Our Father or Pater Noster? Let’s ask the congregation what they prefer – It is only the Ordinary Form after all…

 

Our 10.30am Mass on a Sunday is a sung Mass. The congregation sing all the parts of the Ordinary in Latin (and Greek) including Credo III and the choir sing the Introit and the Gradual in Latin and tend to sing an appropriate office hymn or a simple motet usually in Latin at the Offertory. The rest of the Mass is in English. Last week we sang the Pater Noster rather than our usual ‘habit’ of saying it in English and apparently a couple of the congregation complained…!!?

Why?

Unfortunately, if our parish priest receives a single complaint about something, he is more likely to listen to that one person rather than all the other people who would prefer the other option. In this case, we want to sing the Pater Noster and preferably in Latin, just as they do in our neighbouring parish, the Sacred Heart. Ultimately though, it should not be about our personal preferences it should be about what we should be doing.

 

 

Sacrosanctum Concilium states:

54. In Masses which are celebrated with the people, a suitable place may be allotted to their mother tongue. This is to apply in the first place to the readings and “the common prayer,” but also, as local conditions may warrant, to those parts which pertain to the people, according to tho norm laid down in Art. 36 of this Constitution.

Nevertheless steps should be taken so that the faithful may also be able to say or to sing together in Latin those parts of the Ordinary of the Mass which pertain to them.

 

In the Extraordinary Form. the congregation do not even say the Pater Noster until the ‘Sed libera nos a Malo’ and no one complains. Infact in the Extraordinary Form, everything is prescribed and no one ever complains about anything. No female servers, No Extraordinary Ministers,  No communion in the hand, no hearing the Canon, no vernacular etc etc..  and people just accept it for what it is. So why do the congregation feel that they have some kind of ownership over what is said or sung and how it is done with the Ordinary Form?

As a musical director in a Catholic church, I try and do what the Holy Father is encouraging us to do and what is prescribed in the documents of the church like Sacrosanctum Concilium. It really upsets me when people accuse me of being ‘obsessed with Gregorian Chant’ or that I am adding music to the Mass just because I like it. I actually love singing Renaissance polyphony more than anything else but that is not a viable option for our choir and I know that the chant should take pride of place in the liturgy.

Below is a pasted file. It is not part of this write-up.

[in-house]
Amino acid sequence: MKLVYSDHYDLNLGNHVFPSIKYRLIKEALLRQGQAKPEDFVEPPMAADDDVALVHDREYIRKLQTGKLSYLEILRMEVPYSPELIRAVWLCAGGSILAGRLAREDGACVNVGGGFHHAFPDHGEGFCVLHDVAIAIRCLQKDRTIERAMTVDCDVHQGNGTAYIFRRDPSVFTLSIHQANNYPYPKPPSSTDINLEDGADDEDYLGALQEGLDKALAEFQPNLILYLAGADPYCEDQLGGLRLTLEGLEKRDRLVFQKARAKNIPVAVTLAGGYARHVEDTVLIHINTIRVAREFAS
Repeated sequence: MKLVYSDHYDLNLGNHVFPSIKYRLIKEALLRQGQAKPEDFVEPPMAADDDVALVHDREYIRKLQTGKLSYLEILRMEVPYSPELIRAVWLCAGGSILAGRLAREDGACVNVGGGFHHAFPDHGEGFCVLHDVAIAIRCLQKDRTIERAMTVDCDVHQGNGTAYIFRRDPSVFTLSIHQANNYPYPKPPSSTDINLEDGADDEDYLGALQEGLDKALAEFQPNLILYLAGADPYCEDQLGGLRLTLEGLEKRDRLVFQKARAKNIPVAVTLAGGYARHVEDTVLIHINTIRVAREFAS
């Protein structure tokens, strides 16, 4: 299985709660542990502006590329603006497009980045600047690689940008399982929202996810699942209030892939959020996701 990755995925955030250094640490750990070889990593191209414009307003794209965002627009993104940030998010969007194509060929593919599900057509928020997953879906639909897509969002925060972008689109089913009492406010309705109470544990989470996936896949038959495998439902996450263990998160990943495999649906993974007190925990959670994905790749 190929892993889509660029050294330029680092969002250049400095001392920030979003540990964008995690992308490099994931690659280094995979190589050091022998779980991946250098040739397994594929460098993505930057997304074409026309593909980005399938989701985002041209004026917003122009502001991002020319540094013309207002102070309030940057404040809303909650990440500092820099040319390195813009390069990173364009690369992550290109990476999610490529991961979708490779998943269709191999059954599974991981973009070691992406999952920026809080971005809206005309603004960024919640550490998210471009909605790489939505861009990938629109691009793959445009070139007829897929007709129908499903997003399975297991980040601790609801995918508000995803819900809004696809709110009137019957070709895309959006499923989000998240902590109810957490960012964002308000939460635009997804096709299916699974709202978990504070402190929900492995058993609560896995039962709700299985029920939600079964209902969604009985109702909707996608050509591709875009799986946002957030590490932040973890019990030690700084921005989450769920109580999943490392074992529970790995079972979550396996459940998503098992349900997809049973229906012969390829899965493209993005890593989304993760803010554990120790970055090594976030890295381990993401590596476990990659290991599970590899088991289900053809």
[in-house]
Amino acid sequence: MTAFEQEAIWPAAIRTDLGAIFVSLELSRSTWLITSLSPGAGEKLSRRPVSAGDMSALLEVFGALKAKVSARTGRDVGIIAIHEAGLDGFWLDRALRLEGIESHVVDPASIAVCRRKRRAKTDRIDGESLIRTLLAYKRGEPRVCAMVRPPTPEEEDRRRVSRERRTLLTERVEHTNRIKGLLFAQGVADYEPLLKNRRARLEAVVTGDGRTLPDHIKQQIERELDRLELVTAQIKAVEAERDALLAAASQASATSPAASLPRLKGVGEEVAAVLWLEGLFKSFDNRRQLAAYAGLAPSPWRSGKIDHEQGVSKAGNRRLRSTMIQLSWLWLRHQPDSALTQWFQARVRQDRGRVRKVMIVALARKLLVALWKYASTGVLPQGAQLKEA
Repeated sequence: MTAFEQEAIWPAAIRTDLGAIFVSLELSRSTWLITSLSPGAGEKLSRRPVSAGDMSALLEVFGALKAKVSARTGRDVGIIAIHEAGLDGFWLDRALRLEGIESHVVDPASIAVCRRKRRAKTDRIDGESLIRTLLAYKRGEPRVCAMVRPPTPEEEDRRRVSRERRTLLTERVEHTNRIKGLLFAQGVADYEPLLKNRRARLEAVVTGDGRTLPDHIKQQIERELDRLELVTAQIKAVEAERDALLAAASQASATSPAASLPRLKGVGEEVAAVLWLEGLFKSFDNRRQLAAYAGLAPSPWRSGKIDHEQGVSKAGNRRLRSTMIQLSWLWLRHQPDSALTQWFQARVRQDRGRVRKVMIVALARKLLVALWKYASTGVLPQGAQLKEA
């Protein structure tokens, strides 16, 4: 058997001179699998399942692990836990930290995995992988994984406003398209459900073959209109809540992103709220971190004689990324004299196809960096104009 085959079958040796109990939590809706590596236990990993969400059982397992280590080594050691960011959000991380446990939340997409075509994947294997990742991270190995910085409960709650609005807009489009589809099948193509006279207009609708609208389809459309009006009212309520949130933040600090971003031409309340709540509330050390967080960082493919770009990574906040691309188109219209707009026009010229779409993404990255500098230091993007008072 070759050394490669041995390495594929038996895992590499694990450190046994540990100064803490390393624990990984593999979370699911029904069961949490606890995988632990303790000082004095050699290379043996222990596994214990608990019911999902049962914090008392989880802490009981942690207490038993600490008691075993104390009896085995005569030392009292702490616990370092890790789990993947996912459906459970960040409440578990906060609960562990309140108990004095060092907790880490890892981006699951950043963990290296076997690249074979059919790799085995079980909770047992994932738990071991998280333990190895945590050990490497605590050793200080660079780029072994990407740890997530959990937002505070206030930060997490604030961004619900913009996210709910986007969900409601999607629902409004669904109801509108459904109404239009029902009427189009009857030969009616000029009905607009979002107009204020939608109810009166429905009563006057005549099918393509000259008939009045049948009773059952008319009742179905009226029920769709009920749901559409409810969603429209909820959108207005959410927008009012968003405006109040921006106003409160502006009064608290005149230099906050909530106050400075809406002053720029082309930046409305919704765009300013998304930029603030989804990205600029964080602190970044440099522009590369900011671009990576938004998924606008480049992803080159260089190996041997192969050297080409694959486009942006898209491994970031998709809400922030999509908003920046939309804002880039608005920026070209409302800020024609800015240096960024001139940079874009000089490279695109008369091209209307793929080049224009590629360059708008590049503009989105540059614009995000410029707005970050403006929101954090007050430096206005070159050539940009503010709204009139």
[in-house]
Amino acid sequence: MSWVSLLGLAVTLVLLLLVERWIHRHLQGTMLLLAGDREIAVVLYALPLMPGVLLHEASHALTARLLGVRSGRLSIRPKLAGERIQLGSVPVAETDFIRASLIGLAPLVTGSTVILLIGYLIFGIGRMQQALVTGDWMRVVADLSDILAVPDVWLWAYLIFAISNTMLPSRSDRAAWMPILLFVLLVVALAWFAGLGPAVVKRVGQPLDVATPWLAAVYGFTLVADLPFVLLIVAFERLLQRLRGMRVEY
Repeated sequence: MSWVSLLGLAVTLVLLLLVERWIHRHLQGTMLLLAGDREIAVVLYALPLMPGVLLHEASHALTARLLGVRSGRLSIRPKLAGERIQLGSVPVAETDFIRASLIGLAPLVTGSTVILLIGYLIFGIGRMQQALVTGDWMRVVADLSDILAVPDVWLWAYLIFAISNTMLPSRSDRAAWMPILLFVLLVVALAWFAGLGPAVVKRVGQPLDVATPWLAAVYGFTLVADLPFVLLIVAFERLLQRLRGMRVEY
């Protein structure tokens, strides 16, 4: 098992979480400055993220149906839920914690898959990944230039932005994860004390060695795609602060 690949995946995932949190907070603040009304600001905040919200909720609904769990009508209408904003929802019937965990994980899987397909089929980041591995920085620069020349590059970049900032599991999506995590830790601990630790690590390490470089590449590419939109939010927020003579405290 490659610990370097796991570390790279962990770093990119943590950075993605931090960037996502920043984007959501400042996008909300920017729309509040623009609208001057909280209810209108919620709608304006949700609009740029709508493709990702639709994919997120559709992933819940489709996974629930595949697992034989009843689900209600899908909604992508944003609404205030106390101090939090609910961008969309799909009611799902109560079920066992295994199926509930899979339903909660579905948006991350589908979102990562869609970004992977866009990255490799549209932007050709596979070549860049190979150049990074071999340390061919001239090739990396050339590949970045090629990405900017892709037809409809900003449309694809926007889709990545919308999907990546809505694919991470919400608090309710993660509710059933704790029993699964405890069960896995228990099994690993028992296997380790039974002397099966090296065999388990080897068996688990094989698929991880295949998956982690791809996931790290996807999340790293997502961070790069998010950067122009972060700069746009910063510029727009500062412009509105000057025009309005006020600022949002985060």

When I hear dismissive comments about what ‘we’ as a parochial team not ‘me’ as an individual’ are trying to do to our precious liturgy and ultimately to our prayer I have to admit I start to think ‘what is the point?’   With the Novus Ordo we seem to always be taking one step forward and two back. No wonder the arch-traditionalists will continue to mock the Ordinary Form. We can’t even agree on the Pater Noster, sorry I mean Our Father.

 

 

Why are

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4 thoughts on “Our Father or Pater Noster? Let’s ask the congregation what they prefer – It is only the Ordinary Form after all…

  1. leutgeb says:

    Musicians; we exist to be punch bags for all those with an opinion.

    The non-musicians who know nothing and the professional musicians who think they know everything.

    The rigidity of the EF has some compelling reasons to commend it, it’s just that instating it into a Church as a Sunday Mass does seem to come at quite a price. A price worth paying.

  2. Clare says:

    Leutgeb,

    The rigidity of the EF has a lot to recommend it but if we are moving towards a more thorough mutual enrichment of both forms the OF needs to be treated with the same sanctity that the EF commands.

  3. leutgeb says:

    PS Sure, I’m not for being rude about the OF. It is the Mass that the Pope celebrates everyday after all. I’m just considering the practicalities of trying to do the right thing when so many possibilities are presented and the reason for choosing one thing rather than another can in fact be someone’s opinion.

  4. Ben Whitworth says:

    The General Instruction of the Roman Missal – I’m talking OF here, obviously – re-affirms that the people should be able to sing in Latin the parts of the Mass pertaining to them, and gives two specific examples: the Creed … and the Lord’s Prayer. You could hardly have clearer or more authoritative mandate for introducing the Pater Noster into parish Masses. I am sure that for every parishioner who grumbles about this there will be plenty who are grateful for the chance to hear Mass celebrated acording to the mind of the Church.

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